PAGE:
Academic journal article Management & Marketing

A Study of Interaction of Materialism and Money Attitude and Its Impact on Car Purchase

Academic journal article Management & Marketing

A Study of Interaction of Materialism and Money Attitude and Its Impact on Car Purchase

Article excerpt

Introduction

India is experiencing a sweeping transformation compelled by macroeconomic changes and reconstruction of society (Rao et al., 2013). Money and material things are gradually taking up vanguard position in individual's life, particularly among urban population. The pleasure seeking and self-gratification standards of the West have started flourishing in India (Cleveland et al., 2009; Suchday, 2015). This has led to increase in consumption of luxurious and consumer durable goods (Mishra et. al. 2014). The car is a consumer durable product that serves the purpose of transportation and at the same time it is a symbol of prestige in a developing country like India. Purchasing and owning a car has become indispensable in metropolitans not only due to the lack of availability of public transport, but also because people are becoming accustomed to more comfortable living. The car is a mean of transportation, classified as luxury durable goods (Kaushal, 2014; Shende, 2014). Recently, the increasing population and disposable income of Indian population has been rising impetuously along with the national demand for cars. It makes it essential to understand how the materialistic values adopted from the West and money related attitudes of people in the National Capital Region of India, work together to influence the demand for cars.

There are few studies that underline the interconnection or association of money attitude and materialism in Indian context (e.g., Mishra et al., 2014; Khare, 2014). This study fills the gap by analyzing the interconnection of these two variables of consumer behavior and its influence on choosing the price range of cars. This study underlines the blend between consumer behavior reflected from one's level of materialism and money psychology as reflected by one's attitude towards money (Liao and Wang, 2008). The aim of the present research is to understand the behavioral changes related to money and material of the population residing in National Capital Region and how these behaviors have an effect on the car purchase attitude.

In the present study, we have attempted to build up a theoretical framework of materialism and money attitude based on the modified versions of their existing standardized scales. The materialism scale (with sub-dimensions material significance, material individuality and material satisfaction) along with the money attitude scale (with sub-dimensions power-prestige, retention time, distrust, quality and anxiety) has been used to measure materialism and money attitude. The demographic information on age, gender, and income was also gathered for testing association and analyses. The context of car purchase behavior has been incorporated through judgment sampling#. The data has been collected through self-administered questionnaire from individuals who have purchased cars during the last six months and the information regarding car price range has been extracted from the questionnaire.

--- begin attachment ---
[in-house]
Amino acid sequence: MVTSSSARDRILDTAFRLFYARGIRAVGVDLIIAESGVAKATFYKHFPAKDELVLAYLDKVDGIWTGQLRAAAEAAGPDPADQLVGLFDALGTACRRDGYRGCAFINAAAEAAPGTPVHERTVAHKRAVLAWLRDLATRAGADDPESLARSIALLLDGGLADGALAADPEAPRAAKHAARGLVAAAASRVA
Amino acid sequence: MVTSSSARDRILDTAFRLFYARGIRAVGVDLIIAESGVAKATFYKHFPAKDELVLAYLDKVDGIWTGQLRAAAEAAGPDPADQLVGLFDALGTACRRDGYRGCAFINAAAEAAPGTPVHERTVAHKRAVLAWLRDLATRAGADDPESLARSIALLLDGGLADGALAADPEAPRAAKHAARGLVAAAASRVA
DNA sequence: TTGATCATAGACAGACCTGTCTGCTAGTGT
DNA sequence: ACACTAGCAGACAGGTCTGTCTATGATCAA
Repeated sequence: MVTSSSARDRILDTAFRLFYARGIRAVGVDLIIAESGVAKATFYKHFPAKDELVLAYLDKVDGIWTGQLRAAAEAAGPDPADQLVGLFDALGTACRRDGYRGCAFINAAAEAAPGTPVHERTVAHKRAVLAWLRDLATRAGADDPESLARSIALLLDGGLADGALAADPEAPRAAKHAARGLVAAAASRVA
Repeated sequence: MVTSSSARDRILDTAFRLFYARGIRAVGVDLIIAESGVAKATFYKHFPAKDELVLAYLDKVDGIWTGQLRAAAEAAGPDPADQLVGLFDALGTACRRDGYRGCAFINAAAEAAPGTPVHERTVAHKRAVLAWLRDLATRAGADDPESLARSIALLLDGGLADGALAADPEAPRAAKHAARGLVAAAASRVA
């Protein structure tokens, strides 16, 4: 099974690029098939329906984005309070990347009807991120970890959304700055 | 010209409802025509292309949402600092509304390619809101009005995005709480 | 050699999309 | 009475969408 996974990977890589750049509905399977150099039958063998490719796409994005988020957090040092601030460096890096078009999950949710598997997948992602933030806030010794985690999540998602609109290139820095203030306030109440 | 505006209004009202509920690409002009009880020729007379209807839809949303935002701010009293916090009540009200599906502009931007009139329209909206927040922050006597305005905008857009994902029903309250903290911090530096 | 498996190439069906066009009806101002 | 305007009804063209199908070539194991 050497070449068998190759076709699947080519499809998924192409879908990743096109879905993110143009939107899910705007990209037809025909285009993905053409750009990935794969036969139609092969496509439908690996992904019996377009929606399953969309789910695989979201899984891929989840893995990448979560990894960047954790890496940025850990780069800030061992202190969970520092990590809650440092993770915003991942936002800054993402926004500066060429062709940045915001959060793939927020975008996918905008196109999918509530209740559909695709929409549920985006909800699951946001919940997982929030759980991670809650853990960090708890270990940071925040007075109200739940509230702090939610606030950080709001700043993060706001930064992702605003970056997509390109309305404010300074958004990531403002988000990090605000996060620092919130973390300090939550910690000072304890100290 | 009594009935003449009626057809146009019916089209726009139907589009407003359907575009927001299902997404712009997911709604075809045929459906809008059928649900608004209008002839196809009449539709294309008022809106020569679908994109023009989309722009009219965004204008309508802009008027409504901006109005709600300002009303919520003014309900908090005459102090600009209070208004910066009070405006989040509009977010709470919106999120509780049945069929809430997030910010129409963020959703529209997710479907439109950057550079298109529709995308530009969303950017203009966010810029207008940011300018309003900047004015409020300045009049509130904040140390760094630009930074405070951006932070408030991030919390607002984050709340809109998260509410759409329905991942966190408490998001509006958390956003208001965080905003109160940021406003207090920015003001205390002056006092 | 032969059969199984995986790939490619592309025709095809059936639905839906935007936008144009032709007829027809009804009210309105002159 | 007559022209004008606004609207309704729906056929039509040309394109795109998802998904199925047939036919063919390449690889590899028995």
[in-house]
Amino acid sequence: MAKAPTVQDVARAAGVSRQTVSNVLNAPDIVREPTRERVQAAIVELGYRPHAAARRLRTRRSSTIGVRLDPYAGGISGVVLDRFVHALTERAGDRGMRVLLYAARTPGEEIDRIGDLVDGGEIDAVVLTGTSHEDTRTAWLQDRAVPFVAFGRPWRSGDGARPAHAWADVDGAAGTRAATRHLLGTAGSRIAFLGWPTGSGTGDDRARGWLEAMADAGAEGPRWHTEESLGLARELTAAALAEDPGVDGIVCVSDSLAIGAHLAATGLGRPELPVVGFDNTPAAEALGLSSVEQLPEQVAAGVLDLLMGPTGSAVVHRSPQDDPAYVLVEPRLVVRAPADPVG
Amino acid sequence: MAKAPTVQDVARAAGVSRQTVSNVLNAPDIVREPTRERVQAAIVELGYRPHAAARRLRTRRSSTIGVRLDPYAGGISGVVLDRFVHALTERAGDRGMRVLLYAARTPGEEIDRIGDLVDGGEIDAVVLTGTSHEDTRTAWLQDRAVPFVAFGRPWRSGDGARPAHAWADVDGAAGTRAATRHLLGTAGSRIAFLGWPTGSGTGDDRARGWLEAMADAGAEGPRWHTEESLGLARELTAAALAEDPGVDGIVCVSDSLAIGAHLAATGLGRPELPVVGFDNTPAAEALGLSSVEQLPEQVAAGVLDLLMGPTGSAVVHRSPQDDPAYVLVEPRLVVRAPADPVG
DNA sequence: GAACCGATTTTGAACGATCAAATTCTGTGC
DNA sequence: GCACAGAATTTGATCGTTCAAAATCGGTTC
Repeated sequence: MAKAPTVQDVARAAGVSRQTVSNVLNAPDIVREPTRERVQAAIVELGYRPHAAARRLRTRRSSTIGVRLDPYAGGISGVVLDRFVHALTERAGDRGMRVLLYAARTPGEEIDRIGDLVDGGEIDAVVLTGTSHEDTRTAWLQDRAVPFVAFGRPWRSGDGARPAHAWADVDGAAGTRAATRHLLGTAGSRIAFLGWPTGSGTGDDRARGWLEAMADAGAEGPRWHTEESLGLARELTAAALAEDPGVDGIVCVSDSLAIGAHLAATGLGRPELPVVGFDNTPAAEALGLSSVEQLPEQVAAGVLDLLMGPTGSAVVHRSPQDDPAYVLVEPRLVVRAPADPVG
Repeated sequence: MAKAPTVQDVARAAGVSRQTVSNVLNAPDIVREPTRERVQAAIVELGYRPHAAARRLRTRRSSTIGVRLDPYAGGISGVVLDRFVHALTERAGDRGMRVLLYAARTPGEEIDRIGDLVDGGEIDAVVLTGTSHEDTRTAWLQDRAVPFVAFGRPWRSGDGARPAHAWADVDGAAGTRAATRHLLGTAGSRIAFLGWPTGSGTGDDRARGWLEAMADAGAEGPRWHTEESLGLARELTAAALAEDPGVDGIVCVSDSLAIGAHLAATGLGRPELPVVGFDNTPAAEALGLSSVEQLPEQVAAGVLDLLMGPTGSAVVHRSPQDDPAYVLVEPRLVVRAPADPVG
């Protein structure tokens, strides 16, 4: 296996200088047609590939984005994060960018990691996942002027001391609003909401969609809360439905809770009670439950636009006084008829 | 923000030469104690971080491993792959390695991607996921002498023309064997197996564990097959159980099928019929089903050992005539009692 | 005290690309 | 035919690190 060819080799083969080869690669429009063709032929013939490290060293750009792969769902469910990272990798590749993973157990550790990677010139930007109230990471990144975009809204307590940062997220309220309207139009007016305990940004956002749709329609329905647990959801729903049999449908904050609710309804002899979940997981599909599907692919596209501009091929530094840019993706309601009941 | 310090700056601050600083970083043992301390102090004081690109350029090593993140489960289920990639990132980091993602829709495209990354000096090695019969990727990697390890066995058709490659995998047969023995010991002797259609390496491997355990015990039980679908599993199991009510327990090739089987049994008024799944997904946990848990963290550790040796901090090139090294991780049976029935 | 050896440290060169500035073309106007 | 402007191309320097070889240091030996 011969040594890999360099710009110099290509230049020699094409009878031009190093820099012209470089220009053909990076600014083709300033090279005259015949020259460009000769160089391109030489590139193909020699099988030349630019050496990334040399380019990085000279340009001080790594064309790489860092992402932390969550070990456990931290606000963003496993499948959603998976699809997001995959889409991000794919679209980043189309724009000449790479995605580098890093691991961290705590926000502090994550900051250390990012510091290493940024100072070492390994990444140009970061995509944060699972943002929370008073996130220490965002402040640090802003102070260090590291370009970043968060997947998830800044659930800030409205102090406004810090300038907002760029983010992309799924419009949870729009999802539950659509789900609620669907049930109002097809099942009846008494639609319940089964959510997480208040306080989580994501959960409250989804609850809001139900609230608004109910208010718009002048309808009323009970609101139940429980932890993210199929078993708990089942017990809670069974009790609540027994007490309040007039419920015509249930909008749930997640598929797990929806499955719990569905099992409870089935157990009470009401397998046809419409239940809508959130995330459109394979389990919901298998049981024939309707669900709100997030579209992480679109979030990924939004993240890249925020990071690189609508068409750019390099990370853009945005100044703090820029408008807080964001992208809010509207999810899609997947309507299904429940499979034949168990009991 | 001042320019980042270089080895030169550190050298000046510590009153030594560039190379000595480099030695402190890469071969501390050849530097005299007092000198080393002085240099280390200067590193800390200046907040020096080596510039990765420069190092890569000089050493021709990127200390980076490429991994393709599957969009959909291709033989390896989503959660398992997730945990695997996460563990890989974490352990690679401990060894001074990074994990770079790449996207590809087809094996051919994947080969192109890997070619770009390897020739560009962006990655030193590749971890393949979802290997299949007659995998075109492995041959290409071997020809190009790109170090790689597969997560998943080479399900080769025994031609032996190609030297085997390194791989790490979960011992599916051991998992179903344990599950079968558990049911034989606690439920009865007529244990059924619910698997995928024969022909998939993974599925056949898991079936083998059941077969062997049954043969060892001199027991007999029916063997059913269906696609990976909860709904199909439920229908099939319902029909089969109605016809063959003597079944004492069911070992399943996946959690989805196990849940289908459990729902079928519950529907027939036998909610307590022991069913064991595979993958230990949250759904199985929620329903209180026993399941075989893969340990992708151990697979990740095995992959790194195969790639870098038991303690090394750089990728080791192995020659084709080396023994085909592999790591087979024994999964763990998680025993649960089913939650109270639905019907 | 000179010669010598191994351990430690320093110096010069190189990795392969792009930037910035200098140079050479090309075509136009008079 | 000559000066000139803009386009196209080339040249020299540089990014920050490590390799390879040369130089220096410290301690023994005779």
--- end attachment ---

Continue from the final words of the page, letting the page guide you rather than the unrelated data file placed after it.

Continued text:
Theoretical Assessment

Materialism refers to the importance of worldly possessions in one's life (Belk, 1984; Richins and Dawson, 1992). Materialism is an important concept that has been studied in consumer behavior extensively; mainly, in terms of personality trait and value. As a personality trait, materialism reflects possessiveness, non-generosity, and envy (Belk, 1984; Ger and Belk, 1996) and as a value, materialism demonstrates success, acquisition centrality, and happiness (Richins, 2004). Materialism is absolute when it gives direct satisfaction to the one who is under the influence of materialistic tendencies, purchasing or consuming the material product (Hsee et al., 2009). Materialistic people use their possessions to reflect their identity (Manchiraju, 2013; Wong et al., 2011). They brag about their possessions in an attempt to build up eminence in society (Dittmar and Drury, 2000; Dittmar and Pepper, 1994; James, 1890). Thus, materialistic persons purchase expensive goods to improve their self-image (Richins, 2004; Troisi, 2006; Watson, 2003). …

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